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Level Six Service Avoidance Survey


Midland Survey Ltd were asked to carry out a TSA (The Survey Association) level six Utility survey on a very large college site in Oxfordshire. A level six survey is a high specification survey that requires manhole cards that detail information at each drainage access point on the site and a desktop record search.

Historical records of the site indicated that air raid shelters were present. Before the client could begin their construction project, it was important to identify the location of the air raid shelters as this is best safety practice. Leaving these objects underground can lead to costly construction mistakes and risks the safety of employees.

After consulting the client, we recommended drill works on the site and work to establish if/where the air raid shelters were present.

For this project, the budget and timescale to complete the surveying work were limited. The client had tight deadlines to confirm design work following the survey results. These factors were considered and led to our recommendation of a Midland Survey Ltd level six service avoidance survey.

A level six service avoidance survey would allow us to cut costs dramatically and allow for a quick turnaround. We specifically targeted known historical areas of interest on the site, where the air raid shelters were shown on records. The team cleared drill locations individually, whilst still providing them with the level six detail that was required.

Firstly, we conducted an initial utility survey on the site using radio detection techniques of each area. After that, the following steps were taken.

Equipment used

  • Cobra dual frequency ground penetrating radar. The cobra has the benefit of collating information onsite so it can be downloaded as a reference for each scan taken.
  • RD1000 ground penetrating radar.
  • Leica global positioning system.
  • RD8000 and RD7000.
  • Line trace and drainage rod.

Process followed

  1. A grid was set out using the Leica GPS. We were able to input coordinates to the GPS before site works began. We did this by drawing the grid onto the provided third party topographical survey and then extracted the coordinates. This allowed us to reduce our time on the site, leading to lowered client costs whilst improving the accuracy of the GPR grid.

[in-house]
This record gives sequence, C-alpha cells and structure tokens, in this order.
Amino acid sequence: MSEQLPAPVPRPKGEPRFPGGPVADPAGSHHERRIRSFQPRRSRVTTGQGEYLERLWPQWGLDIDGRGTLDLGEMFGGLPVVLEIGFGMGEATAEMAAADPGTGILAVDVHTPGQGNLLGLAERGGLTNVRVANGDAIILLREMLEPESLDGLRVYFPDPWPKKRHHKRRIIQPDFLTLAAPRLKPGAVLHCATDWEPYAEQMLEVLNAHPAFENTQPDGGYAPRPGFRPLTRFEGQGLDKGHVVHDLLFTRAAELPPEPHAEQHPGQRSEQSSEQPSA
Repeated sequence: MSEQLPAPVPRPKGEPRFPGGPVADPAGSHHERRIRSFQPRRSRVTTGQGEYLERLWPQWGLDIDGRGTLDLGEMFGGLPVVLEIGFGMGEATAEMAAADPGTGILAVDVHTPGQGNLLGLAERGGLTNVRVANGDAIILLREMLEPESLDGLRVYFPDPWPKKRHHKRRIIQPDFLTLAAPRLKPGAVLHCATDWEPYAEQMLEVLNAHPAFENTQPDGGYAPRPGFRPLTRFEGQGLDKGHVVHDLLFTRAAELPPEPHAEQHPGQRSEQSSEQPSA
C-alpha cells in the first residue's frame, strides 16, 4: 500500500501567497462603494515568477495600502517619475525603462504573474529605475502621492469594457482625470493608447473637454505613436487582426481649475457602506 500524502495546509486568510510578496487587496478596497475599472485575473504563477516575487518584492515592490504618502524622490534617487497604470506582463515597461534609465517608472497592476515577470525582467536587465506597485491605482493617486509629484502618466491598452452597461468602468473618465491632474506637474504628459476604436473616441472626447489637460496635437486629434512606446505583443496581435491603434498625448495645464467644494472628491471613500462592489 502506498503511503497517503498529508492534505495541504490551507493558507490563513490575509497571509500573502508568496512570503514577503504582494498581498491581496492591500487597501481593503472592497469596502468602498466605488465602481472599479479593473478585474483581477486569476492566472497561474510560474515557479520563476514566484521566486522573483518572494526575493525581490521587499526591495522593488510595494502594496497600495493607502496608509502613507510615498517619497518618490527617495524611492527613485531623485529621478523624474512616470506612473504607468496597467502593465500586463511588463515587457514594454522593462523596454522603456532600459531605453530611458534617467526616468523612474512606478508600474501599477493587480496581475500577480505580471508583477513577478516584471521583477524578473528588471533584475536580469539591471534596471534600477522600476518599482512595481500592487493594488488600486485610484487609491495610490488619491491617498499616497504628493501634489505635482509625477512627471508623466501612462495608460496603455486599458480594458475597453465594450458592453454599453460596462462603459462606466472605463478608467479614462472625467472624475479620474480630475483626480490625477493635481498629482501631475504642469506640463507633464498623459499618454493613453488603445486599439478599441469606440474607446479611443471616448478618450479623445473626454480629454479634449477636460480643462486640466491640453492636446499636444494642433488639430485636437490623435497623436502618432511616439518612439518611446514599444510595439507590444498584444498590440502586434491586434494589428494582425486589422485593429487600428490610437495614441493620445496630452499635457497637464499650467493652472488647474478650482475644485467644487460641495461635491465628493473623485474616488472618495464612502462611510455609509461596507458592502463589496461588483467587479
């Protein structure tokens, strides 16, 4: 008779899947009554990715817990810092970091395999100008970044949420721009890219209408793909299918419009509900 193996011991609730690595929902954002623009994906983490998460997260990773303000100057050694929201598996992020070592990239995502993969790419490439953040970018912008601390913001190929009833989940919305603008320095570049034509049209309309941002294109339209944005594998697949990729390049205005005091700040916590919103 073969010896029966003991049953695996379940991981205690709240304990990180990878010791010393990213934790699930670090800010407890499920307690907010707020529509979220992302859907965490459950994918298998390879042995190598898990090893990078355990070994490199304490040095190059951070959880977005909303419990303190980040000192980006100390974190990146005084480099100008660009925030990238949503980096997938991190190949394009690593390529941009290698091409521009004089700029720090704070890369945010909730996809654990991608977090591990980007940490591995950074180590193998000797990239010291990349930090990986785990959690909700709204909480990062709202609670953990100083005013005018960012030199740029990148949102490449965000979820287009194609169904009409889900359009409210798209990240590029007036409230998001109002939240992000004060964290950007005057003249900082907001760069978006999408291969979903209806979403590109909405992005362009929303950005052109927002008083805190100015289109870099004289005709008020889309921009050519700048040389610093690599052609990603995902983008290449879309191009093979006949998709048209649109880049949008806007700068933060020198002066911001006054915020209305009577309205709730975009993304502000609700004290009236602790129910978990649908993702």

2. Using the Cobra GPR unit, the grid was scanned at 1m intervals. Each anomaly or service found is clearly marked on the ground using spray paint and recorded on site using the Leica GPS.
  3. We also used on site analysis of the RD1000 GPR unit. This allowed us to cross-reference the data collected by the Cobra GPR unit.
  4. The air raid shelters were located with both GPR units and the extents clearly marked up on site using spray paint. After discussing the results with the engineer, the locations of the trial pits were agreed upon. This would maximise the amount of information that could be gained from each pit, prove all locations are clear of services and ready to dig.
  5. All of this site information is collected using Leica GPS system.
  6. The Digging works commence.
  7. The air raid shelters have been found.
  8. Our work now moves to the office. The information from the site has now been downloaded and imported into the provided base drawing.


The pictures attached clearly show the air raid shelters and also the trial pit locations. The grid is a reference to the GPR scans which are also annotated and provided to the client.

To summarise, the project was a success. We were able to complete the surveying work to meet the clients restricted budget and time. Identifying the precise location of the air raid shelters allowed the client to arrange removal/ plan their construction project around the obstacles. Utility mapping surveys are an essential stage in the planning process. If you are in need of a survey for an upcoming project, Midland Survey Ltd have the skills and experience to help.

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